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Lawyers stuck between rock, scissors place

June 13, 2006|by TIM ROWLAND

I am hugely disappointed in Judge Wright for not thinking of this: "A federal judge," writes The Associated Press, "miffed at the inability of opposing attorneys to agree on even the slightest details of a lawsuit, ordered them to settle their latest dispute with a game of 'rock, paper, scissors.'"

Ah, rock, paper, scissors. Is there any problem it can't solve?

The AP continues, "The argument was over a location to take the sworn statement of a witness in an insurance lawsuit.

"In an order signed Tuesday, U.S. District Judge Gregory Presnell scolded both sides and ordered them to meet at a neutral location at 4 p.m. June 30 to play a round of the hand-gesture game often used to settle childhood disputes. If they can't agree on the neutral location, he said, they'll play on the steps of the federal courthouse. The winner gets to choose the location for the witness statement."

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The attorneys didn't sound thrilled, but didn't see any way out of the order.

"We're going to have to do it," said David Pettinato, lead attorney for the plaintiff, Avista Management. "I guess I'd better bone up on 'rock, paper, scissors' rules."

Uh, Mr. Pettinato? I'm the guy sitting over here with my hand up. I'd like to offer my services as an RPS consultant.

By coincidence, I happened to have done my master's thesis on the male-female element of rock, paper, scissors. If you're lucky, one of the lawyers on the opposing team is a woman and figuring she can outfox any man, she will insist on being the team's representative.

My first bit of advice is to forget rock, on the first round, anyway. Rock only beats scissors, and no one ever takes scissors right out of the chute, with one exception, as we shall see. So you will either lose, if your foe goes with paper, or tie if it's rock.

Through many late nights in college armed with the greatest of all research tools (beer), I was able determine a distinct correlation between males and rock. Rock equals tough, and men like tough.

Women, on the other hand, are far more likely to choose paper. There is scholarly debate over whether paper is a manifestation of a softer, feminine side, or whether women, always being a half step ahead of the male brain, figure the man will take rock and respond with the rock-beater. So, David, all else being equal, if your opponent is male, go paper; if female, go scissors.

Just to make sure this still held in today's modern world, I played a round with two female colleagues, both of whom chose paper, losing to my scissors.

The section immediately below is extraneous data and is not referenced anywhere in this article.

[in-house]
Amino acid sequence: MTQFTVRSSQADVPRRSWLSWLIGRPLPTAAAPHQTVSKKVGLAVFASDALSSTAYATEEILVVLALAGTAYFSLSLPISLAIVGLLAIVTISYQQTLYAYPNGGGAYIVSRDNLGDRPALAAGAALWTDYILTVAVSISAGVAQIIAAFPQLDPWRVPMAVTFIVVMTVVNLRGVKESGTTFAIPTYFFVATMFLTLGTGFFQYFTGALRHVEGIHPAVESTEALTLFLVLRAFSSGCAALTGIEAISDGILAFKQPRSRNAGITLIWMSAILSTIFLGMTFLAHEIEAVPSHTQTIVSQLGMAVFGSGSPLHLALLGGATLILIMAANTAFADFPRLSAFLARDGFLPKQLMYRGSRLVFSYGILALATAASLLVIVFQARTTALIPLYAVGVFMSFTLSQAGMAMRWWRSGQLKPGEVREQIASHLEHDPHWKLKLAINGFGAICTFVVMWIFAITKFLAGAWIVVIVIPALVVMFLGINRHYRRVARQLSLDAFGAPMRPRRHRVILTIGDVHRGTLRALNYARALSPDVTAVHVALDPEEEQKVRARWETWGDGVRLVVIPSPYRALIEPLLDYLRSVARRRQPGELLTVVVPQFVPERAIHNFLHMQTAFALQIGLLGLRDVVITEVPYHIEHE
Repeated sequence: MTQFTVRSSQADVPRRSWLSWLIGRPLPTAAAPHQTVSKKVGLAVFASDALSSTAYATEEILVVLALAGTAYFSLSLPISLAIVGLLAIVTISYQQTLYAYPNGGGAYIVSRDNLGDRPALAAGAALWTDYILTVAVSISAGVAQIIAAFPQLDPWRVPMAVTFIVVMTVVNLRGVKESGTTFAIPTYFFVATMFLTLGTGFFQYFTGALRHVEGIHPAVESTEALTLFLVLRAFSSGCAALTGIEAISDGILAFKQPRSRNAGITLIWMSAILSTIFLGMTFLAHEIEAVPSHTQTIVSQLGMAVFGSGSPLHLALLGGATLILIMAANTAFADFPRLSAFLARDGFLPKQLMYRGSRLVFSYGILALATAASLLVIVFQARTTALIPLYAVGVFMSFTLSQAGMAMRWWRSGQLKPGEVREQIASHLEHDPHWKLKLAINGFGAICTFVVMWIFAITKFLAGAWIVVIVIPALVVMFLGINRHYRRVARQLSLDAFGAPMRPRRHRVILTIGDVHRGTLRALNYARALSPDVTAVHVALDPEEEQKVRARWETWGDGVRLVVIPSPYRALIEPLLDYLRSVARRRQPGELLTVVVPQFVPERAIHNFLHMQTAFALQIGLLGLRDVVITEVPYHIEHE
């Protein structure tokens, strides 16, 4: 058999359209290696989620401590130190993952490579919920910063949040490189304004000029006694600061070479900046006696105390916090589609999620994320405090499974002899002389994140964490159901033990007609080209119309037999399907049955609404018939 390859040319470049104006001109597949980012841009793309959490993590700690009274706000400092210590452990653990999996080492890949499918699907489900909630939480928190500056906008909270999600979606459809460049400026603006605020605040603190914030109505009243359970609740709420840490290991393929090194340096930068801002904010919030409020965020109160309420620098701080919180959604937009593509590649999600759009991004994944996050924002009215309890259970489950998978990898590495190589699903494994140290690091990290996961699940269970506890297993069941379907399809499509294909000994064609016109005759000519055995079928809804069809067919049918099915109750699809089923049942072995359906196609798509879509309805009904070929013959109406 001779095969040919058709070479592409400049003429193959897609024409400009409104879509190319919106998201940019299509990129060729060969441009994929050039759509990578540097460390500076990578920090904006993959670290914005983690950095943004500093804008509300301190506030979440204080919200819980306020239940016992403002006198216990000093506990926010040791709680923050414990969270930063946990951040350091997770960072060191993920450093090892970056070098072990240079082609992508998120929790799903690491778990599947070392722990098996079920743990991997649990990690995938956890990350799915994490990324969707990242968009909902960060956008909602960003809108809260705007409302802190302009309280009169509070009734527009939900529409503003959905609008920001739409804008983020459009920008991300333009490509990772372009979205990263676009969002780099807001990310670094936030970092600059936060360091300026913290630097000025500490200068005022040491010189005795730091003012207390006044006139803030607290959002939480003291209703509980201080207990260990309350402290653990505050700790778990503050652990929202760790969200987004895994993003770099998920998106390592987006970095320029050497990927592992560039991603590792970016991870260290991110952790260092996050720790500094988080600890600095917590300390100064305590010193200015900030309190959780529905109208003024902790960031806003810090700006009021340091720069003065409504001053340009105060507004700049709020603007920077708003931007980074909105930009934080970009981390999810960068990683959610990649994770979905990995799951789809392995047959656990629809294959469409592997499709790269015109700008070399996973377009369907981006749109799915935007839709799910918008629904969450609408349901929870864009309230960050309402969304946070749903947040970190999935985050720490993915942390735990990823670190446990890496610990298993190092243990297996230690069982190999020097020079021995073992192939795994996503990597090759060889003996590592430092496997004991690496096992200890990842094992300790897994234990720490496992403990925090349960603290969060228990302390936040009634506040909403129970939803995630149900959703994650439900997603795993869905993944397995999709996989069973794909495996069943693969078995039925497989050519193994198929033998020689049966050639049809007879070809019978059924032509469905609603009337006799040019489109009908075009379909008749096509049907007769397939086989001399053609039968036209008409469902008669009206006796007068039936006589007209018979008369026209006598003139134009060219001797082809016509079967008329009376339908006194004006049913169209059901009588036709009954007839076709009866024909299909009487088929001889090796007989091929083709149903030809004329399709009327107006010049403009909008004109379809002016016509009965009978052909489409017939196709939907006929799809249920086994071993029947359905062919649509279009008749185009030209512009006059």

The exception, which I have proved through extensive experimentation that I conducted five minutes ago, is if you are dealing with a creative mind - an artist, musician or such.

The artistic brain will think, "What is the most obscure (and therefore the most creative) choice of the three?" Since rock and paper are the two most common choices, the artist will often take scissors, just to be different. This was effectively proved with two in-house artists, one male, one female. Both went with scissors.

So, David, we have our control in place, now we need to turn our experiment to the subgroup of lawyers. I reckon them to be kind of like a cross between an artist and a normal person, not that I am implying anything about any group. Attorneys have a hard edge, but a crafty mind.

So basically, your male attorney will skew toward scissors/rock, while the female attorney trends paper/scissors.

The first thing you learn in rock, paper, scissorsology is that you normally round up. Ergo, someone leaning paper/scissors will go scissors, while a scissors/rock inclination will go rock. Of course this is all reversed in the southern hemisphere, but we're not concerned with that right now.

More troubling is the fact that these are INSURANCE lawyers, who are more practical and purposeful than criminal lawyers, who are more creative and wily. Further, I believe women lawyers would be slightly more prone to returning to the mean (paper) and associated comfort zone than would be male lawyers (rock).

So what I am about to suggest, David, will stand the scientific rock, paper, scissors community on its ear and is bound to be as controversial as it is radical. I am about to propose that if you are up against a male insurance attorney, take rock, and if you are up against a female insurance attorney, take scissors.

There, I said it.

Good luck, and remember, if you lose, you can always appeal.




Tim Rowland is a Herald-Mail columnist.

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